Like most pro drivers, Brogdon says racing 4-Wide is a total crapshoot
CONCORD, NC – Pro Stock races usually are so competitive that picking a winner is nearly impossible, but this weekend's 4-Wide NHRA Nationals truly are "anybody's race," says MAVTV Pro Stock driver Rodger Brogdon.
Brogdon qualified No. 9 for Sunday in the only national event run on four lanes instead of the usual two. But Brogdon knows the unique format makes for a wide-open field and the tall Texan likes his chances.
"It's anybody's race, and I'm excited about tomorrow," Brogdon said. "I've been driving decent. It's going to be interesting. I'm telling you, it's going to be very interesting."
Brogdon, whose best lap was 6.538 seconds at 211.46 mph, will race No. 1 qualifier Jason Line, No. 8 Ronnie Humphrey and No. 16 Jeg Coughlin in the first round Sunday.
"This four-wide deal is not our favorite thing to do," Brogdon said, echoing the sentiment of most Pro Stock drivers. "We're in the group with Jason, Ronnie and Jeg. It should be the last group out. It's anybody's race."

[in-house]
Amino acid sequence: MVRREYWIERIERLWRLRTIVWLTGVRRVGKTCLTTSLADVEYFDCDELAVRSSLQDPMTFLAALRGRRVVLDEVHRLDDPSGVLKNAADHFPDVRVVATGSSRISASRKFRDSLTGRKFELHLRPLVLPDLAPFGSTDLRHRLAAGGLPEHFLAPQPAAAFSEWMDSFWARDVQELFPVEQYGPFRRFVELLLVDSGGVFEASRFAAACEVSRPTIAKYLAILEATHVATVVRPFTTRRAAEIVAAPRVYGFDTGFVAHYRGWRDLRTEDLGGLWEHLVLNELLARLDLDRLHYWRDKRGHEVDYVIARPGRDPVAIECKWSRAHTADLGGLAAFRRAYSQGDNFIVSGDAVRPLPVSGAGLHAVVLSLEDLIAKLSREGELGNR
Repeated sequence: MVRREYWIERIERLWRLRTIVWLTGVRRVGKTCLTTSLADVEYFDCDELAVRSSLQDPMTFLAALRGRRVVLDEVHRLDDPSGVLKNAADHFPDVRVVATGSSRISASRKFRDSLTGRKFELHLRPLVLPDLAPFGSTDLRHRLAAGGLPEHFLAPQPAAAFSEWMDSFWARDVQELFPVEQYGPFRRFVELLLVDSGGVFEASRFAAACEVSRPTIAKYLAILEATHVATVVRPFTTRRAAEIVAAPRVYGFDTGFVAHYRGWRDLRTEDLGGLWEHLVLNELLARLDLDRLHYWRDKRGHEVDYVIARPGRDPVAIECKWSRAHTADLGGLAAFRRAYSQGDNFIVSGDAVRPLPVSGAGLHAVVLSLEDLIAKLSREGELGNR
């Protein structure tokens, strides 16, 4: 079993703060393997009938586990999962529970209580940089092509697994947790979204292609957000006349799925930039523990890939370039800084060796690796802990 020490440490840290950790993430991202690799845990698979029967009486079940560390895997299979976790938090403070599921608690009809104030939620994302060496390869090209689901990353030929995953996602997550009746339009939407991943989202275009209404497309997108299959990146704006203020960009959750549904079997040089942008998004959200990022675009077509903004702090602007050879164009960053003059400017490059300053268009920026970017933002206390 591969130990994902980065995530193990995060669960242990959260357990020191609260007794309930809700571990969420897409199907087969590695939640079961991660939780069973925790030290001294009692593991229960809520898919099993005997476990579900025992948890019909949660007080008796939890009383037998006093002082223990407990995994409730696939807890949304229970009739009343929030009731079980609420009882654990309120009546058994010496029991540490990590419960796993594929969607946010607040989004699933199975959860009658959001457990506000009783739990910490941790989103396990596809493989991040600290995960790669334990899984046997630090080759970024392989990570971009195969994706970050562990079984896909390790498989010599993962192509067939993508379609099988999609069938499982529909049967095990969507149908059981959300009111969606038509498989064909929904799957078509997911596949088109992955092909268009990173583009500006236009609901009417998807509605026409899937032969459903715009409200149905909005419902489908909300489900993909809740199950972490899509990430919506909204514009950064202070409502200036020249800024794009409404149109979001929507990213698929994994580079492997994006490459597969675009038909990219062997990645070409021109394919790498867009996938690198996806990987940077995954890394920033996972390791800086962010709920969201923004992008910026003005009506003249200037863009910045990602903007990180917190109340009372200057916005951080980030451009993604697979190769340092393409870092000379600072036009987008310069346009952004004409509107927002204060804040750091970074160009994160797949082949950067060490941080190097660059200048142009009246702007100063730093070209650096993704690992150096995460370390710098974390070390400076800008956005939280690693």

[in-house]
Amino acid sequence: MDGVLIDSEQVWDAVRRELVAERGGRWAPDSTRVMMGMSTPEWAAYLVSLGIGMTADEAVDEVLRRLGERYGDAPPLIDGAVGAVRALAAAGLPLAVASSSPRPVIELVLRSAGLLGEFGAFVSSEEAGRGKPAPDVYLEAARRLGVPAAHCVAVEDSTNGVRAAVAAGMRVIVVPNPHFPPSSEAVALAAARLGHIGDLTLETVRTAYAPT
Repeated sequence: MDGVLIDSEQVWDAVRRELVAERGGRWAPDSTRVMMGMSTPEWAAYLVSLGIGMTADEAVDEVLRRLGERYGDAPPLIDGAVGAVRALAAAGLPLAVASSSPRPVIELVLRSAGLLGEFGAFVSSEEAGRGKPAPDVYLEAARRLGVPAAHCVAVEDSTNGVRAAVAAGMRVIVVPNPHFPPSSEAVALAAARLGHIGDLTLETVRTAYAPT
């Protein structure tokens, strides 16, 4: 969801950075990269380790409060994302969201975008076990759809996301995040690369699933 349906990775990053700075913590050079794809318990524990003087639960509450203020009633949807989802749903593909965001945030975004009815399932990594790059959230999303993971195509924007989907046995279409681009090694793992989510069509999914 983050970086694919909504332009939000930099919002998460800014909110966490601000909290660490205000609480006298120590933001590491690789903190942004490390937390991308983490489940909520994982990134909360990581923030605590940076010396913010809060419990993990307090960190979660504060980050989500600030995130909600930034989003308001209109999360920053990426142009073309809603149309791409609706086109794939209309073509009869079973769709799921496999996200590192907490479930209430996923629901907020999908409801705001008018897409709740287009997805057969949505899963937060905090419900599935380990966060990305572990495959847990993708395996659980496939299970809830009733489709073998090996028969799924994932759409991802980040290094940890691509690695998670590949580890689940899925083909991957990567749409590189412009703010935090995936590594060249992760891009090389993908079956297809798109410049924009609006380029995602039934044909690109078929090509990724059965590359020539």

According to Brogdon, racing four wide makes for at least twice the headaches on the starting line – where many Pro Stock races are settled. For instance, Line was timed out in his final qualifying session after apparently mis-reading the staging bulbs, thinking he was staged when he wasn't even in the beams.
"It's craziness," Brogdon said. "Just look what happened to Jason. I bet it's going to happen to somebody tomorrow -- I just hope it's not me."
Brogdon does bring a consistent MAVTV Pontiac into Sunday's eliminations. His best lap was in Q3, but his other passes were close: 6.561, 6.563 and 6.567.
"We have gone down the track every time," Brogdon said. "There's quite a few guys who can't say that. Greg (Anderson)'s been struggling, and he's only been down once.
"I'm telling you, it's going to be up to these (crew) boys tomorrow. You've got to get it down, but you've got to get it down fast enough to win. That's what we try to do all the time, but this track seems to be real tricky."
Sudden-death eliminations begin at noon local time and will be carried in tape delay on ESPN2.